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The fall of Richmond was one of the last chapters written during the Civil War. By the end of 1864 the Civil War was drawing to a close. The larger cities of the South such as Savannah, Charleston and Atlanta, were now taken over by General William Tecumseh Sherman and his troops in their fateful March to the Sea. There was only one major city left in the South and that was Richmond, which was the Confederate Capital.

Richmond would be the final act of the Civil War drama that began four years earlier and had resulted in so many lives being lost. If Richmond were to fall, it would be with a fight as the South was not ready to relinquish their jewel of the Confederacy.

Robert E. Lee positioned his Army of Virginia in the city of Richmond awaiting the Union troops in an anticipated attack. Richmond, Virginia and Washington, D.C. were less than 100 miles apart yet the four years of the Civil War neither side came even close to capturing each others cities.

Richmond Virginia after its surrender 1865

Richmond Virginia after its surrender 1865

In March of 1865, the Army of Northern Virginia, under General Lee, was dug-in at Petersburg less than 50 miles away from the city of Richmond awaiting the Union advances. Two weeks later Union troops began to break through the Confederate defenses. General Lee sent a message to President Jefferson Davis in Richmond, that he would be better off abandoning the city, as it could no longer be defended.

Taking action right away Jefferson Davis went back to his executive mansion and burned all Confederate documents about the war. Packing up his family he sent them all to Charlotte, North Carolina. Later that evening, Jefferson Davis and his entire cabinet evacuated the City of Richmond, never to return. The Confederacy would not be without a Capital though, as immediately the City of Danville, Virginia was named as the acting Capital of the Confederate States.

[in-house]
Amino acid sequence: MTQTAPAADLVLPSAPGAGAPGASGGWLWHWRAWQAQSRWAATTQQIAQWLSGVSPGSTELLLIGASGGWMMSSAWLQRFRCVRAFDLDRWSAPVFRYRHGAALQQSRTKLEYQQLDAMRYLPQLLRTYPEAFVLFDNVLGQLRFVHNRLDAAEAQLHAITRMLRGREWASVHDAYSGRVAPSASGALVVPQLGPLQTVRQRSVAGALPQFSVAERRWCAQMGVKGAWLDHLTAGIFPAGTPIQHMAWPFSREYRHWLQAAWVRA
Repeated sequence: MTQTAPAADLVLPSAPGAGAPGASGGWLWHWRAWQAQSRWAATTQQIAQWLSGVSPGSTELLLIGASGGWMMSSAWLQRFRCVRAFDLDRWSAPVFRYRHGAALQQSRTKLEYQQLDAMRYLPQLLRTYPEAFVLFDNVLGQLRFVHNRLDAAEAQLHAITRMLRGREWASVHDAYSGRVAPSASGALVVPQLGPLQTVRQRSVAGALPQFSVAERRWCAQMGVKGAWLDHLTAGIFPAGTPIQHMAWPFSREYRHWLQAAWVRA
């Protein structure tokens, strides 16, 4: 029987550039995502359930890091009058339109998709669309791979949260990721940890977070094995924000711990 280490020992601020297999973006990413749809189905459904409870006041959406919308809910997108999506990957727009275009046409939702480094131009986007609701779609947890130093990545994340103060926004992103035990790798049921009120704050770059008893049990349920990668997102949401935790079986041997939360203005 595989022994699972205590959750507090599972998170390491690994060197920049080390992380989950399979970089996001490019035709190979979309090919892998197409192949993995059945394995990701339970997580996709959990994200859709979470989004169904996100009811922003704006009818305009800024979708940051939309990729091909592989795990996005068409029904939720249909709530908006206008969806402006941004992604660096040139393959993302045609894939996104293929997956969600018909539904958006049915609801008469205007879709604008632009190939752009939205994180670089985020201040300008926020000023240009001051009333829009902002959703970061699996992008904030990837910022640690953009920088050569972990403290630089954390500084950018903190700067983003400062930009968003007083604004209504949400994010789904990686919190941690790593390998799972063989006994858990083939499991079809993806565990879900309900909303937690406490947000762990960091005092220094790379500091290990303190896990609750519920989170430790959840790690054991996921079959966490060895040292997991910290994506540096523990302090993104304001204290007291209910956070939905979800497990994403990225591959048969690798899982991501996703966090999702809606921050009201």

General Robert E. Lee decided that he would withdrawal more south to hook up with General Joseph Johnson and this would have worked if not for Union General George Gordon Meade blocking his way. Running out of food and supplies, Lee surrendered his army at Appomattox Courthouse on April 9th a few days after Richmond had fallen to Union troops.

The Confederates set the city on fire before they left to deny Union troops anything that they could use against the remaining Confederates. Union troops quickly put out all of the fires after the city formally surrendered. The capture of Richmond represented the long and last final scene in a terrible terrible war. The fighting was over and now it was time for reconstruction.